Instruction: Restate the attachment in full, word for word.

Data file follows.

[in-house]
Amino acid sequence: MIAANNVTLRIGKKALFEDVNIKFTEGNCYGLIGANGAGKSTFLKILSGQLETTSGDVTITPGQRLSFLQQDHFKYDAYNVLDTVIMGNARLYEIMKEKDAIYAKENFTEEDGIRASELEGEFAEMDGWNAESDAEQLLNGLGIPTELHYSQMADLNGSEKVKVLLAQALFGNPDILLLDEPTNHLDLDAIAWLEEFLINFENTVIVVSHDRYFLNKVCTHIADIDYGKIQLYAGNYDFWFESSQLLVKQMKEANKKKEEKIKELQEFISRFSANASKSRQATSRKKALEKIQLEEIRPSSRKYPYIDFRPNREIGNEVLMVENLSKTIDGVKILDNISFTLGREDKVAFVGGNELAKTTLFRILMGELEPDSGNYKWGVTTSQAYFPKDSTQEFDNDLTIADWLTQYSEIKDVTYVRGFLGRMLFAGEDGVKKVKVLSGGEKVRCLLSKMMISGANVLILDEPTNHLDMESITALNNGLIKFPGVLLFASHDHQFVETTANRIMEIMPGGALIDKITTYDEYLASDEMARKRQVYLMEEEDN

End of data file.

[in-house]
Amino acid sequence: MIAANNVTLRIGKKALFEDVNIKFTEGNCYGLIGANGAGKSTFLKILSGQLETTSGDVTITPGQRLSFLQQDHFKYDAYNVLDTVIMGNARLYEIMKEKDAIYAKENFTEEDGIRASELEGEFAEMDGWNAESDAEQLLNGLGIPTELHYSQMADLNGSEKVKVLLAQALFGNPDILLLDEPTNHLDLDAIAWLEEFLINFENTVIVVSHDRYFLNKVCTHIADIDYGKIQLYAGNYDFWFESSQLLVKQMKEANKKKEEKIKELQEFISRFSANASKSRQATSRKKALEKIQLEEIRPSSRKYPYIDFRPNREIGNEVLMVENLSKTIDGVKILDNISFTLGREDKVAFVGGNELAKTTLFRILMGELEPDSGNYKWGVTTSQAYFPKDSTQEFDNDLTIADWLTQYSEIKDVTYVRGFLGRMLFAGEDGVKKVKVLSGGEKVRCLLSKMMISGANVLILDEPTNHLDMESITALNNGLIKFPGVLLFASHDHQFVETTANRIMEIMPGGALIDKITTYDEYLASDEMARKRQVYLMEEEDN